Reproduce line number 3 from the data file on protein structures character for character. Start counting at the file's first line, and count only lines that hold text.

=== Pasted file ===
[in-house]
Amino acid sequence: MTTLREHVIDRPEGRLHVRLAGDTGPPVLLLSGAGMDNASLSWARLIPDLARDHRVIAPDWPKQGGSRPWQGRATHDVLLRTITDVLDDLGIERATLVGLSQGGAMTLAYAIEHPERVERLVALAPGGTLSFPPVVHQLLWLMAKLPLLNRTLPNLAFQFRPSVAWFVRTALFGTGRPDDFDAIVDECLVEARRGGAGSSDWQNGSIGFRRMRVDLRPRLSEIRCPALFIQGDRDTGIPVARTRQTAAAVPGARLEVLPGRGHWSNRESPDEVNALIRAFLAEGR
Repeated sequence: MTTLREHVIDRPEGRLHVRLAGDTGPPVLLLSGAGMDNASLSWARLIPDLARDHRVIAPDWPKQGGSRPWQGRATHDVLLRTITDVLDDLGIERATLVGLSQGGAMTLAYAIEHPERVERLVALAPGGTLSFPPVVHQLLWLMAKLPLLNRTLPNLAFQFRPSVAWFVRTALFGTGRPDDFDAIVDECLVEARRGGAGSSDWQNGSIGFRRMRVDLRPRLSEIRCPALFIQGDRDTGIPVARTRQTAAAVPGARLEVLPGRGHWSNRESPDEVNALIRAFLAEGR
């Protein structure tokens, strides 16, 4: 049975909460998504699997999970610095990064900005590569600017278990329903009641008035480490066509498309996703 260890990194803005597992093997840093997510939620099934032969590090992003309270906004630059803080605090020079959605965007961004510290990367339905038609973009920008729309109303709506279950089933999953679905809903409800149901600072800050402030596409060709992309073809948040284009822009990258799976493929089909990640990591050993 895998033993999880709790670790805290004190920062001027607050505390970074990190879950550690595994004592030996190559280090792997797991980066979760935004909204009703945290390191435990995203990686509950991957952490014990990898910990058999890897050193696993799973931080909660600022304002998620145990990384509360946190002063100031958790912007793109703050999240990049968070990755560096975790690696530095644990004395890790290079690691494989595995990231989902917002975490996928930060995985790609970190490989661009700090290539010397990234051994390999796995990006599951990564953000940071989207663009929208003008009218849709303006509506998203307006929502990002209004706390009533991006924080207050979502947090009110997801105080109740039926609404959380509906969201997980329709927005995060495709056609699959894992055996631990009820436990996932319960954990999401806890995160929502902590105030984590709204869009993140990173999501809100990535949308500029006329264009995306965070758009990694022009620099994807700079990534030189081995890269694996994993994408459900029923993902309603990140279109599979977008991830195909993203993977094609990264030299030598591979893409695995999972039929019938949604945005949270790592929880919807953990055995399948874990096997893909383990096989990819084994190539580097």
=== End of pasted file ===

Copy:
Repeated sequence: MTTLREHVIDRPEGRLHVRLAGDTGPPVLLLSGAGMDNASLSWARLIPDLARDHRVIAPDWPKQGGSRPWQGRATHDVLLRTITDVLDDLGIERATLVGLSQGGAMTLAYAIEHPERVERLVALAPGGTLSFPPVVHQLLWLMAKLPLLNRTLPNLAFQFRPSVAWFVRTALFGTGRPDDFDAIVDECLVEARRGGAGSSDWQNGSIGFRRMRVDLRPRLSEIRCPALFIQGDRDTGIPVARTRQTAAAVPGARLEVLPGRGHWSNRESPDEVNALIRAFLAEGR